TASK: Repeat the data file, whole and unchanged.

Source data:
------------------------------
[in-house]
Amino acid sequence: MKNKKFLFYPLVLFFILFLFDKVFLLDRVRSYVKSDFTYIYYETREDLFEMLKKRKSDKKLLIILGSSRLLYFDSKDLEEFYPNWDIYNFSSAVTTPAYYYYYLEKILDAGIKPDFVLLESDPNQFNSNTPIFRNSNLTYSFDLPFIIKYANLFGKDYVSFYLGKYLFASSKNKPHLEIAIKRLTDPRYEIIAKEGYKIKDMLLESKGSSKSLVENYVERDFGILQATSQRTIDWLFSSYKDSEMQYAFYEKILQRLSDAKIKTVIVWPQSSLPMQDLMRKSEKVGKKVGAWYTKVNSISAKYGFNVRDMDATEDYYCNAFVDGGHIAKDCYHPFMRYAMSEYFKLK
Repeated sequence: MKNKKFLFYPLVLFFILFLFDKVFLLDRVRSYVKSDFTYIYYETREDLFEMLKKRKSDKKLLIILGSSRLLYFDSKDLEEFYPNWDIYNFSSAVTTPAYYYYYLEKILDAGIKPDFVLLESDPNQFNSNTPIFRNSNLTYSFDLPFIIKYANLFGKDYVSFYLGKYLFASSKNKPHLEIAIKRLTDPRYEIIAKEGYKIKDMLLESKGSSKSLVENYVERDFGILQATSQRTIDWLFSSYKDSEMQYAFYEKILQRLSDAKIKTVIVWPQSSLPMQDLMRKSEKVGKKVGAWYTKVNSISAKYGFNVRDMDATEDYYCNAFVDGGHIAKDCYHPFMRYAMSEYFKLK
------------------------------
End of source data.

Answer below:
[in-house]
Amino acid sequence: MKNKKFLFYPLVLFFILFLFDKVFLLDRVRSYVKSDFTYIYYETREDLFEMLKKRKSDKKLLIILGSSRLLYFDSKDLEEFYPNWDIYNFSSAVTTPAYYYYYLEKILDAGIKPDFVLLESDPNQFNSNTPIFRNSNLTYSFDLPFIIKYANLFGKDYVSFYLGKYLFASSKNKPHLEIAIKRLTDPRYEIIAKEGYKIKDMLLESKGSSKSLVENYVERDFGILQATSQRTIDWLFSSYKDSEMQYAFYEKILQRLSDAKIKTVIVWPQSSLPMQDLMRKSEKVGKKVGAWYTKVNSISAKYGFNVRDMDATEDYYCNAFVDGGHIAKDCYHPFMRYAMSEYFKLK
Repeated sequence: MKNKKFLFYPLVLFFILFLFDKVFLLDRVRSYVKSDFTYIYYETREDLFEMLKKRKSDKKLLIILGSSRLLYFDSKDLEEFYPNWDIYNFSSAVTTPAYYYYYLEKILDAGIKPDFVLLESDPNQFNSNTPIFRNSNLTYSFDLPFIIKYANLFGKDYVSFYLGKYLFASSKNKPHLEIAIKRLTDPRYEIIAKEGYKIKDMLLESKGSSKSLVENYVERDFGILQATSQRTIDWLFSSYKDSEMQYAFYEKILQRLSDAKIKTVIVWPQSSLPMQDLMRKSEKVGKKVGAWYTKVNSISAKYGFNVRDMDATEDYYCNAFVDGGHIAKDCYHPFMRYAMSEYFKLK